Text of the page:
VEO (Voice Engine Optimization) is the process of improving the visibility of your organization on voice assistants such as Cortana, Google, and Alexa.
It’s like SEO but for voice rather than web.
Most organizations have long had an SEO strategy, and plenty of businesses depend on being on the first page of Google, but few are ready for the wave of consumers switching to voice search.
VEO requires a different approach to SEO because of three key differences between how people search on voice, how the results are presented, and where the information comes from. Learn why the stakes are higher in VEO than traditional SEO.
1. HOW PEOPLE SEARCH ON VOICE
We, obviously, use voice search very differently than a web search. We talk to voice assistants just as we would a human being, because they’re intelligent enough to understand the intent behind our requests.
Google states that 70% of searches on Google Assistant use “natural language”. This means search terms or phrases are becoming longer and containing more filler words like ‘a’, ‘to’, or ‘the’ - which you wouldn't typically see on a web search.
2. HOW THE RESULTS ARE PRESENTED
Users don’t get 10 blue links to browse through on voice search; they simply get a short answer read out. In Google’s instance, that answer usually comes from one of two places:
Knowledge Graph - these are the information boxes that appear when you perform a web search for people, places, organizations, or things.
Featured Snippets - these are the answer boxes that appear at the top of Google's organic results when you perform a web search for anything else.
It’s these SERP features that have caused organic clicks on Google to drop by 37% - and because the information they provide is concise, it makes sense that they would power voice.
3. WHERE THE INFORMATION COMES FROM
If you type your organization’s name into Google, your website should (hopefully) be the first result.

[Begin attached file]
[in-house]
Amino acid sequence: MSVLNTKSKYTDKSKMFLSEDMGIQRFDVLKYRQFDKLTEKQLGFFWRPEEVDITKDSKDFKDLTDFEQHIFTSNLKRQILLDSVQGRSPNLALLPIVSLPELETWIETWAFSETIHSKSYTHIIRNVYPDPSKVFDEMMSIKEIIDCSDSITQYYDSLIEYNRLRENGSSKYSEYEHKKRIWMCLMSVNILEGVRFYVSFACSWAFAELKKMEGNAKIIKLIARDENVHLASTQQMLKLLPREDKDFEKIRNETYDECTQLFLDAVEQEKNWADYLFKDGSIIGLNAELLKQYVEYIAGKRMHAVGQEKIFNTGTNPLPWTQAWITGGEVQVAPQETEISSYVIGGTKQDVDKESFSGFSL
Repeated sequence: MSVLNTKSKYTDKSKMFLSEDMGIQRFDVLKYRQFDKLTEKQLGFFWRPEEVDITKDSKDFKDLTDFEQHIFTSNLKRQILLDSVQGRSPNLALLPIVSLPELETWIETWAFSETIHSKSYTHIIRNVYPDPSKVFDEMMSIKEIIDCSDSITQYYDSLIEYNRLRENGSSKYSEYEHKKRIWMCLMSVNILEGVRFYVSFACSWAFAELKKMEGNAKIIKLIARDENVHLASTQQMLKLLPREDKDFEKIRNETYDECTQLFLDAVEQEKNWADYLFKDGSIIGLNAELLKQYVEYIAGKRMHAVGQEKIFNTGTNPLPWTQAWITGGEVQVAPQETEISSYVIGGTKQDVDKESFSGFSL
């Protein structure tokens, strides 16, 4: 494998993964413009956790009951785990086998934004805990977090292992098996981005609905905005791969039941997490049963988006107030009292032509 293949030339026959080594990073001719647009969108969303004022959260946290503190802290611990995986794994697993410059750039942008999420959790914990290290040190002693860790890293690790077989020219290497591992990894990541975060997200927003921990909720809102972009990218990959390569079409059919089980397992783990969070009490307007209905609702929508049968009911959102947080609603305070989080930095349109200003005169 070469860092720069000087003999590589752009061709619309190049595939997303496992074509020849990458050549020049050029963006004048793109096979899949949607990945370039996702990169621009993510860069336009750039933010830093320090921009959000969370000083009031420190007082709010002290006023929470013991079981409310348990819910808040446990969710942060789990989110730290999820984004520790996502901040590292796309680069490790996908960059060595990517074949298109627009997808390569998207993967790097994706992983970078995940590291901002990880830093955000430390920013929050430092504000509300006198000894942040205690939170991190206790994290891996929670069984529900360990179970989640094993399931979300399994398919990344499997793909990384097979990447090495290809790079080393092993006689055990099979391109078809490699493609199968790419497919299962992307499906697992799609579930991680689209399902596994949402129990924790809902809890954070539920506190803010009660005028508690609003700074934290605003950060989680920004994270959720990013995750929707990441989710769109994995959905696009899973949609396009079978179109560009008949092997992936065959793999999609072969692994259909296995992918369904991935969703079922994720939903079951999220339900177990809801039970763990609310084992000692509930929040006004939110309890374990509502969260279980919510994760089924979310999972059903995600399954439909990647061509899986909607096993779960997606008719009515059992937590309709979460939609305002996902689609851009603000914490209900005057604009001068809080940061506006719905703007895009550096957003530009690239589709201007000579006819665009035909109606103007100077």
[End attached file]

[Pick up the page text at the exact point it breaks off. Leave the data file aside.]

Not on voice.
A Voicebot study found that when Google Home and Amazon Alexa were asked “What is [brand name]?”, the assistants sourced information from Wikipedia over 99% of the time. If you don’t have a Wikipedia entry or a branded Voice App for users to engage with directly, then you probably don’t have a presence on voice - or any control of your customer experience on it.
Wikipedia won’t be the go-to source for brand information forever. Algorithms are constantly evolving and we expect that voice assistants will start to automatically refer to Voice Apps for information, or to brand websites that have voice-optimized content on their site (learn how to optimize content for voice).
Until algorithms get smarter or you launch a Voice App, there’s no certainty where your brand-related content will come from. There’s a high chance your customers will hear “I don’t know” when asking Google about your brand.
Search algorithms are designed to provide users with the most optimal experience. Ultimately, that is powered by a Voice App, where you can solely design for conversation and not for screen-based devices as well.
Voice Apps are the easiest way to win in VEO.